3 Things You Must Know About Probiotics
Study Your Strains
Some companies like to tout the number of strains of probiotics in their products—because the more, the better, right? Not necessarily. While researchers have yet to reach a consensus about which mix of strains is best, there are some all-stars you should know about. Look for Lactobacillus acidophilus, Lactobacillus reuteri, Saccharomyces boulardii or bifidobacteria. These are among the best-studied microbes for fighting infection. In some clinical trials, Lactobacillus strains, in particular, have been found to have a significant cure rate for bacterial vaginosis, an infection that affects nearly 30 percent of women ages 14 to 49.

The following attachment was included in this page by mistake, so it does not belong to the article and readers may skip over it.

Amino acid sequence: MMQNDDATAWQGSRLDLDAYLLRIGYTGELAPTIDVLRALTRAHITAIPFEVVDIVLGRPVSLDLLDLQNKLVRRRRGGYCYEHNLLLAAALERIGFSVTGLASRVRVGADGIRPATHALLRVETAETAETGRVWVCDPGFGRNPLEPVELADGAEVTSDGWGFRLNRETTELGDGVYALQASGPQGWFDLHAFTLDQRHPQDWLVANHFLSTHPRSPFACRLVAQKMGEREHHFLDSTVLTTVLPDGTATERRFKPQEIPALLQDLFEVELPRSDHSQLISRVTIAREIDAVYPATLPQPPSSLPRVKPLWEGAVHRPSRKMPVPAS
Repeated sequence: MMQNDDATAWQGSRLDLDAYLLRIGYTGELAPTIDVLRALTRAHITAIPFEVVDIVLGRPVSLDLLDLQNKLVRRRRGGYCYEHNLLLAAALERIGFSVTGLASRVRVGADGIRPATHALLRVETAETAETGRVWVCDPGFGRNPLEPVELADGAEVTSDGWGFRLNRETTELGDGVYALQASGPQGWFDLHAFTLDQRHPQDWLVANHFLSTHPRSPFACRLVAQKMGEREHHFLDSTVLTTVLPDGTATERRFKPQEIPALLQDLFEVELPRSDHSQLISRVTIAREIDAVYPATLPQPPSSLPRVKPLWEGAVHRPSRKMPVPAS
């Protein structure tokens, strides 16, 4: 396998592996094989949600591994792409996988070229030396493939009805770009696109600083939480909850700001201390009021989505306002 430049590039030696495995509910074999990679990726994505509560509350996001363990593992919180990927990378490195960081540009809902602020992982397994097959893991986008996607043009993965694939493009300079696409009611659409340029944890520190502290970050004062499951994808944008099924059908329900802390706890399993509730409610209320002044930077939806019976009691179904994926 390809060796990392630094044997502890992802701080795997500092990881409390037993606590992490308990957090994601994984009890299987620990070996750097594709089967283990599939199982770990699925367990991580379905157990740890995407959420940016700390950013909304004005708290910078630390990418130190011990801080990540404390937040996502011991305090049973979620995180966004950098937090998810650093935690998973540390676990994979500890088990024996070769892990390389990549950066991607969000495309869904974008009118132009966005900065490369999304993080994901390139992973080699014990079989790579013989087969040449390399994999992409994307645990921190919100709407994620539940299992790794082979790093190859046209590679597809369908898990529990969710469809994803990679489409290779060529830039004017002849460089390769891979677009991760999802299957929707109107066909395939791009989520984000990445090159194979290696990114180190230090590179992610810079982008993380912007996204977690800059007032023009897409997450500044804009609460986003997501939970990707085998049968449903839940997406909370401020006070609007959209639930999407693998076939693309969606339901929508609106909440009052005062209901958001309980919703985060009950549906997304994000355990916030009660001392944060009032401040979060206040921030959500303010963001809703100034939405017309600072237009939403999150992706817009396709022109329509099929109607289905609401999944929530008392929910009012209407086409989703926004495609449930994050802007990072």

There's no one-size-fits-all dosage for probiotics. Researchers have found that different strains of bacteria can be effective at different levels. One study showed, for example, that doses ranging from 5.5 million to 50 billion units of bacteria can treat or prevent certain gastrointestinal diseases.
When buying probiotic supplements (which are made of living organisms that can easily die on the shelf), look for ones sealed in blister packs. Heat, light, and moisture are the enemies here, and quality packaging is your friend.